Looking to buy IAG shares but worried about where the growth will … – The Motley Fool Australia

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The outlook for the insurance group’s share price is clouded but here’s what you need to know.
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The Insurance Australia Group Ltd (ASX: IAG) share price closed in the green today, recovering from a dip after the company released its FY22 results last week.
The insurance giant’s shares gained 1.53% during Wednesday trade to $4.65 apiece. That takes the company’s share price to around the same level it was when it delivered its results last Friday.
Financial year 2022 was a mixed bag for IAG with uncertainty clouding its future growth. However, the insurance company’s management seems confident about its outlook.
But could it be looking through rose-tinted glasses? Let’s find out.
Whilst net profit improved dramatically from a $427 million loss in FY21 to $347 million in FY22, the same cannot be said for cash earnings.
IAG’s cash earnings took a tumble from $747 million to $213 million.
The company had to slash its dividend from 20 cents per share in FY21 to 11 cents per share in FY22.
As reported in the Australian Financial Review, IAG CEO Nick Hawkins said, “We had a tough … 24 months really but we can see genuine momentum within the organisation.”
In response to concerns over a growing price war that could potentially compress margins for insurers, the company maintains a medium-term margins target of between 15% to 17%.
Hawkins told the AFR Weekend, “That drives everything we do. We’re not going to make a decision against that in pursuit of something.”
This is after recording underlying insurance margins of 14.7% in FY21 and 14.6% in FY22.
Hawkins also advised growth would be driven by IAG’s “wonderful brands that we probably haven’t done as much with as we should have”.
Some of IAG’s brands include NRMA, SGIO, RACV in Victoria, and CGU Insurance.
And Hawkins was also upbeat on customer retention, saying it was “as strong as I can remember”.
As reported in the AFR, a Jarden analyst advised clients that “accelerated premium rate momentum is required in our view to meet … margin targets”.
IAG management expects premium increases will likely absorb inflationary impacts.
I tend to err on the side of caution when management may appear overly confident in their guidance. In this case, I’m trying to understand how reasonable Hawkis’ predictions are relative to IAG’s past performance.
If you review the top line and bottom line for the last decade, IAG has produced quite volatile financial results.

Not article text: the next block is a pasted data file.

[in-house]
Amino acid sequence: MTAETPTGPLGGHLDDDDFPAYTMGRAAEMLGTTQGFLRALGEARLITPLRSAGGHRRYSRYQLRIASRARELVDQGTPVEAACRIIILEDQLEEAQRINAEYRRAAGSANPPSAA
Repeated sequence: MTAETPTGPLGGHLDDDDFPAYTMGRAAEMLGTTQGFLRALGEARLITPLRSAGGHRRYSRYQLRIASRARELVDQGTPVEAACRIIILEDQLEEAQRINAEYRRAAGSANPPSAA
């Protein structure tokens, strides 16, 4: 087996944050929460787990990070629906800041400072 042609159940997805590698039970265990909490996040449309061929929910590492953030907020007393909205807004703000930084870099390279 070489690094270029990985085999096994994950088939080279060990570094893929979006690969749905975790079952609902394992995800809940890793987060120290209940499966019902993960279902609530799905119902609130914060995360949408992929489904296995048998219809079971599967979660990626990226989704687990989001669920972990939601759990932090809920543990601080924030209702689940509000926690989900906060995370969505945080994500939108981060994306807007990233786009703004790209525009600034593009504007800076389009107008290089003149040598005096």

It’s because the very nature of the products it sells is subject to forces outside its control.
Who would have predicted a war in Ukraine and the record-breaking floods this year?
So, how is Hawkins in a position to be so confident about IAG’s future if there are so many variables outside of his control?
I’m not asserting that his statements will prove to be false. Rather, I’m trying to frame his point of view in the context of the cold hard numbers.
Whilst management is confident in addressing inflation through higher premiums, Content Editor of Livewire Markets Glenn Freeman makes a great point about IAG.
He noted that IAG offers insurance products that are for shorter durations, like house and car insurance. If inflation keeps rising, this could spell significant price hikes for cars, automotive parts, wages, and building material supply.
All these factors will affect IAG, putting it in a vulnerable position.
In the last 12 months, the IAG share price has fallen 13% but is making ground with a 5% jump in the last month.
The S&P/ASX 200 Index (ASX: XJO) fared better in the last year, falling by 5% and gaining 7% in the last month.
IAG’s market capitalisation is around $11.4 billion. It’s currently trading at a price-to-earnings multiple of 34.69 times.

Motley Fool contributor Raymond Jang has no position in any of the stocks mentioned. The Motley Fool Australia’s parent company Motley Fool Holdings Inc. has no position in any of the stocks mentioned. The Motley Fool Australia has positions in and has recommended Insurance Australia Group Limited. The Motley Fool has a disclosure policy. This article contains general investment advice only (under AFSL 400691). Authorised by Scott Phillips. 
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